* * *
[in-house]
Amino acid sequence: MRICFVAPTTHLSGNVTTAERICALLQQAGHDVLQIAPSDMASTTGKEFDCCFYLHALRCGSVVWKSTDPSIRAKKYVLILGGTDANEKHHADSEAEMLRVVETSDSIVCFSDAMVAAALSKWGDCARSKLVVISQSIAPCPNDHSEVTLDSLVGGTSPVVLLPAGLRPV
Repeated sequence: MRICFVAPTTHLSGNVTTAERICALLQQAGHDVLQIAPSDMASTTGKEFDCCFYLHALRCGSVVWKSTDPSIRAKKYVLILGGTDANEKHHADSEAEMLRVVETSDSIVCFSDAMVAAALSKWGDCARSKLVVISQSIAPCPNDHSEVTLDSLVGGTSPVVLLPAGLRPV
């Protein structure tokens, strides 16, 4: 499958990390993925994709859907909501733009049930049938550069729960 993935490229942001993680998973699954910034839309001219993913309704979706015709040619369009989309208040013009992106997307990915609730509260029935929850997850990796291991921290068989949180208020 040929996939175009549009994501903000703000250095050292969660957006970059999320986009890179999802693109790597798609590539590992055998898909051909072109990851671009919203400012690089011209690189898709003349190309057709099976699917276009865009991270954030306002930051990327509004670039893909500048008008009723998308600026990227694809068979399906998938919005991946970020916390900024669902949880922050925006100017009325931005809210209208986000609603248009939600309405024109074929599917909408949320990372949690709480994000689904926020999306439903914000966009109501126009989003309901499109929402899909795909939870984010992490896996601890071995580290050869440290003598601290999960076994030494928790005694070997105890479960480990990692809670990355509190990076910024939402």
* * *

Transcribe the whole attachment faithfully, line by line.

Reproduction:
[in-house]
Amino acid sequence: MRICFVAPTTHLSGNVTTAERICALLQQAGHDVLQIAPSDMASTTGKEFDCCFYLHALRCGSVVWKSTDPSIRAKKYVLILGGTDANEKHHADSEAEMLRVVETSDSIVCFSDAMVAAALSKWGDCARSKLVVISQSIAPCPNDHSEVTLDSLVGGTSPVVLLPAGLRPV
Repeated sequence: MRICFVAPTTHLSGNVTTAERICALLQQAGHDVLQIAPSDMASTTGKEFDCCFYLHALRCGSVVWKSTDPSIRAKKYVLILGGTDANEKHHADSEAEMLRVVETSDSIVCFSDAMVAAALSKWGDCARSKLVVISQSIAPCPNDHSEVTLDSLVGGTSPVVLLPAGLRPV
């Protein structure tokens, strides 16, 4: 499958990390993925994709859907909501733009049930049938550069729960 993935490229942001993680998973699954910034839309001219993913309704979706015709040619369009989309208040013009992106997307990915609730509260029935929850997850990796291991921290068989949180208020 040929996939175009549009994501903000703000250095050292969660957006970059999320986009890179999802693109790597798609590539590992055998898909051909072109990851671009919203400012690089011209690189898709003349190309057709099976699917276009865009991270954030306002930051990327509004670039893909500048008008009723998308600026990227694809068979399906998938919005991946970020916390900024669902949880922050925006100017009325931005809210209208986000609603248009939600309405024109074929599917909408949320990372949690709480994000689904926020999306439903914000966009109501126009989003309901499109929402899909795909939870984010992490896996601890071995580290050869440290003598601290999960076994030494928790005694070997105890479960480990990692809670990355509190990076910024939402």